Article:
Tuesday, December 7, 2010

Survival Hacking

The Wikileaks controversy/scandal/nightmare has once again brought the term "hacker" back into the public discussion.  For a large number of people in the general public, the word "hacker" has connotations of the misuse of technology, usually for purposes of theft or digital vandalism.  However, other people who have known hackers have a more balanced view, realizing that there are a large number of people who are considered "hackers" that instead like to take existing technology and find ways of using it to do new things that the original designers never intended it to do.  These hackers are also often employed in various technical and academic fields and find that their experience with hacking helps them better understand the technology they work with, as well as providing value added benefits to their employers.

Hacking doesn't just extend to high-tech devices, but also to low-tech ones and situations as well, and several examples come to mind.  The first one is from watching Pair Survival, when Cody Lundin made a "canteen" out of a plastic bag and a hollowed out piece of wood.  Following this, there is the often-cited advice to carry a condom or two as a spare water container.  Next on the list is whoever thought to take surplus SKS bayonets and make tent pegs out of them (they're not going to break like flimsy plastic and can be driven into almost any kind of ground).  Finally, if anyone watched the second season of The Colony, the survivors rendered down rotten pigs to make ersatz diesel fuel.

While there are countless other examples, I wanted to use them to point out the difference between improvisation and "hacking," which is putting technology to a new use.  For example, if you don't have a rain poncho, and you have a garbage bag, it can be an improvised poncho.  This is basically substituting one thing for another thing of similar form and substance.  "Hacking," by contrast is taking something and thinking of a radically new and different use for it.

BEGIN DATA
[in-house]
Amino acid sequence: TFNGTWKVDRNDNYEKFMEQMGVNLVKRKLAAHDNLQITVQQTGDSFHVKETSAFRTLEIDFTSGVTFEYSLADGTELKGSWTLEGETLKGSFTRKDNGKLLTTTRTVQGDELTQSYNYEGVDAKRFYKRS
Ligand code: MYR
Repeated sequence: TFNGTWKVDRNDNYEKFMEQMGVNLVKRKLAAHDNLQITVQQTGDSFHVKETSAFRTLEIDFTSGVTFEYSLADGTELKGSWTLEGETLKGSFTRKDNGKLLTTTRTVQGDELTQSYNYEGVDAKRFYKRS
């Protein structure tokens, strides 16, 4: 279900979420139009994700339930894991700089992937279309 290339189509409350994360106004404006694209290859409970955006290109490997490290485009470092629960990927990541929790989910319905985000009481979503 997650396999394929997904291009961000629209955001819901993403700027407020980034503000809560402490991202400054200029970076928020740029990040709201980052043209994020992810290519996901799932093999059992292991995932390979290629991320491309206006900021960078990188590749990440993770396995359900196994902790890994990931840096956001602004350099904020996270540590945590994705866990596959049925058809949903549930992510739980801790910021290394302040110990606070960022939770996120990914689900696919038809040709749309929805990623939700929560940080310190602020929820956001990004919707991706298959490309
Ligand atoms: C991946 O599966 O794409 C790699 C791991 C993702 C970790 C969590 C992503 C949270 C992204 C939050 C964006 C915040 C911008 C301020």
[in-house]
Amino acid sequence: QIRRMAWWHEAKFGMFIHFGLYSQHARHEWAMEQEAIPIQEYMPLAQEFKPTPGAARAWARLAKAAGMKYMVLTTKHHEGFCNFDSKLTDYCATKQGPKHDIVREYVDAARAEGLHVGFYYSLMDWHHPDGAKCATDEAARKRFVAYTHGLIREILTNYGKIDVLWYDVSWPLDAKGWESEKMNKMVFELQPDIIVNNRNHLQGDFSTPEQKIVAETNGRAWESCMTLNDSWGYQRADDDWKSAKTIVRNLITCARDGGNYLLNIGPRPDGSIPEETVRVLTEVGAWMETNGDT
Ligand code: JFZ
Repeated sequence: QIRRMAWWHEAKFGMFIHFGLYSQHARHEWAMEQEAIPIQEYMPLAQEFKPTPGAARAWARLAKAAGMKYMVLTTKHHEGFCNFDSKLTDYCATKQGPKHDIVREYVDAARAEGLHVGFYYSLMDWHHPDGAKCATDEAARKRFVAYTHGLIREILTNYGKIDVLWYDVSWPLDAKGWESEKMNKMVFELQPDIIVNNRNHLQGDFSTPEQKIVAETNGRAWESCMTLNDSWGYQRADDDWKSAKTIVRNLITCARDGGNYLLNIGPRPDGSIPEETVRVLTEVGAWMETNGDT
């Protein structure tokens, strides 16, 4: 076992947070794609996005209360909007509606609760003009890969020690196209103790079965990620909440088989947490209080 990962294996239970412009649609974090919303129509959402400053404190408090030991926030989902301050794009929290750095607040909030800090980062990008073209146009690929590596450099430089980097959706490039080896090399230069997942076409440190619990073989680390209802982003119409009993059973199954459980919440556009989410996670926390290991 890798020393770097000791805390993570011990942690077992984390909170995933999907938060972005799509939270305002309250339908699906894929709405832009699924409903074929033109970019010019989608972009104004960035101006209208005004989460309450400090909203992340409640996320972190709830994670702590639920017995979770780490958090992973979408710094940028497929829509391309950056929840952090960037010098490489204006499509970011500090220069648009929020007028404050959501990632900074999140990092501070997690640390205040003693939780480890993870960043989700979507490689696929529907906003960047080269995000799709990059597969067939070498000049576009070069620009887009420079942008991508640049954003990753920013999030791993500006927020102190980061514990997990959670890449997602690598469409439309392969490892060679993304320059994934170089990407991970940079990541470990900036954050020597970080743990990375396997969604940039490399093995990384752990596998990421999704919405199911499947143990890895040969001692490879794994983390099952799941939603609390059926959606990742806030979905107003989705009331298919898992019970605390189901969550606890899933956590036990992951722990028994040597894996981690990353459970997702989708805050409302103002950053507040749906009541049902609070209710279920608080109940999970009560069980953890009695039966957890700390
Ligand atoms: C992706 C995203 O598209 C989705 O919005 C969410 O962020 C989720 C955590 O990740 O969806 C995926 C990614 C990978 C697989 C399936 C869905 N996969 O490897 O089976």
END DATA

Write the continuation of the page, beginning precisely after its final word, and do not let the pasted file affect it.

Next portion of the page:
As civilization moves into the next Dark Age, there are going to be plenty of pieces of technology available, but people will see them and not be able to think of uses for them.  If we are able to think like hackers, finding new and inventive ways to use what's just sitting around, then we are going to be one step ahead of the game of personal survival and better able to preserve and protect our accumulated knowledge.


  1. Hi John! A sometimes forgotten aspect of hacking is when you get your hands on some technology and it lacks documentation. No user's manual, no schematics, no call center to help you. Mystery tech, maybe not even sure at first what is is or what it's supposed to do. The hacker explores the system and writes his own manual. Big fun!

  2. Very true -- it is a lot of fun to mess around with unknown tech! Part of the intent of the Leibowitz Society's Repository is to at least give people a starting point when trying to figure stuff out. I think that people underestimate how quickly collective social amnesia about technology, culture, etc, is going to set in as conditions get progressively worse and daily survival (in terms of securing food, water, shelter and safety) pushes out more abstract concerns.

    A good example of this is how quickly people forget how to mundane tasks on computers. People who are exposed to them every day generally have no problem, but for people who are not focused on them, it can be difficult to do much outside of the minimal stuff, simply because it's not their focus (just like it will not be the focus of people after a collapse).

    On a lighter note, have you ever been to http://www.kingofobsolete.ca/ ? I would consider the "King" to be a bulldozer hacker and he has some neat stuff on there. Dozers, etc, will likely be useful for a long time after a collapse simply because it's possible to make fuel for them and they are designed to rough conditions.